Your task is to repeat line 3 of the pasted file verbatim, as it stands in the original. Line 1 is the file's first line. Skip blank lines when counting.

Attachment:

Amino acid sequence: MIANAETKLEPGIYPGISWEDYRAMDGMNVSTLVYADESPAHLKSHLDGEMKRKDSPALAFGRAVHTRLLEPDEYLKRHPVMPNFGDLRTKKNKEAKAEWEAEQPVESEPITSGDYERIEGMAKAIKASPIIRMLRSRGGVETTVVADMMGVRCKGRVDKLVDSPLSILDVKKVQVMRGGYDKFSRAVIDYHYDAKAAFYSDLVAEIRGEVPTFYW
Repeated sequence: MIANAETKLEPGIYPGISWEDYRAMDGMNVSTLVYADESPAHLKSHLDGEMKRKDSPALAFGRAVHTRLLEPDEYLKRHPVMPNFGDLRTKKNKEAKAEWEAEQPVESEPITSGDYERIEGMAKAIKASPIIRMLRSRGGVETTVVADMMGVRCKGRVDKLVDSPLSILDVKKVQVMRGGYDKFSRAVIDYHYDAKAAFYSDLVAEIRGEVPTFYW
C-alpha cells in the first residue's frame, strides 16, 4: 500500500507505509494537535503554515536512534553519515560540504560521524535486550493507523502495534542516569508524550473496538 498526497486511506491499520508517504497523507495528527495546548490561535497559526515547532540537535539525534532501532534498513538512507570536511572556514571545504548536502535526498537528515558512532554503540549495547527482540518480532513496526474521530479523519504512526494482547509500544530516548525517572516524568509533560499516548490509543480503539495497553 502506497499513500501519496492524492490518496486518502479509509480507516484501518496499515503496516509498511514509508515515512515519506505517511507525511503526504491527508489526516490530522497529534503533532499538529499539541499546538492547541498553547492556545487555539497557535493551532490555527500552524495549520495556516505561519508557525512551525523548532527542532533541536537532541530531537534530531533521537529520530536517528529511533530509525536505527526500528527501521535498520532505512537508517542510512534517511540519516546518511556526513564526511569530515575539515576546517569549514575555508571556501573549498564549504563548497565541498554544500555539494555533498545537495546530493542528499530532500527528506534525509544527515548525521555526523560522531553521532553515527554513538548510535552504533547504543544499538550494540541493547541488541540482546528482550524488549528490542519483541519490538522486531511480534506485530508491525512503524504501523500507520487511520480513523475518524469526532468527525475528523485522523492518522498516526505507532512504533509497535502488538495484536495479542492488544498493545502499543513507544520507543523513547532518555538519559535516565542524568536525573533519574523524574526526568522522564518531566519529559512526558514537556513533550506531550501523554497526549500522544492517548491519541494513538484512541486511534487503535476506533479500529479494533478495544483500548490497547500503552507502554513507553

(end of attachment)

C-alpha cells in the first residue's frame, strides 16, 4: 500500500507505509494537535503554515536512534553519515560540504560521524535486550493507523502495534542516569508524550473496538 498526497486511506491499520508517504497523507495528527495546548490561535497559526515547532540537535539525534532501532534498513538512507570536511572556514571545504548536502535526498537528515558512532554503540549495547527482540518480532513496526474521530479523519504512526494482547509500544530516548525517572516524568509533560499516548490509543480503539495497553 502506497499513500501519496492524492490518496486518502479509509480507516484501518496499515503496516509498511514509508515515512515519506505517511507525511503526504491527508489526516490530522497529534503533532499538529499539541499546538492547541498553547492556545487555539497557535493551532490555527500552524495549520495556516505561519508557525512551525523548532527542532533541536537532541530531537534530531533521537529520530536517528529511533530509525536505527526500528527501521535498520532505512537508517542510512534517511540519516546518511556526513564526511569530515575539515576546517569549514575555508571556501573549498564549504563548497565541498554544500555539494555533498545537495546530493542528499530532500527528506534525509544527515548525521555526523560522531553521532553515527554513538548510535552504533547504543544499538550494540541493547541488541540482546528482550524488549528490542519483541519490538522486531511480534506485530508491525512503524504501523500507520487511520480513523475518524469526532468527525475528523485522523492518522498516526505507532512504533509497535502488538495484536495479542492488544498493545502499543513507544520507543523513547532518555538519559535516565542524568536525573533519574523524574526526568522522564518531566519529559512526558514537556513533550506531550501523554497526549500522544492517548491519541494513538484512541486511534487503535476506533479500529479494533478495544483500548490497547500503552507502554513507553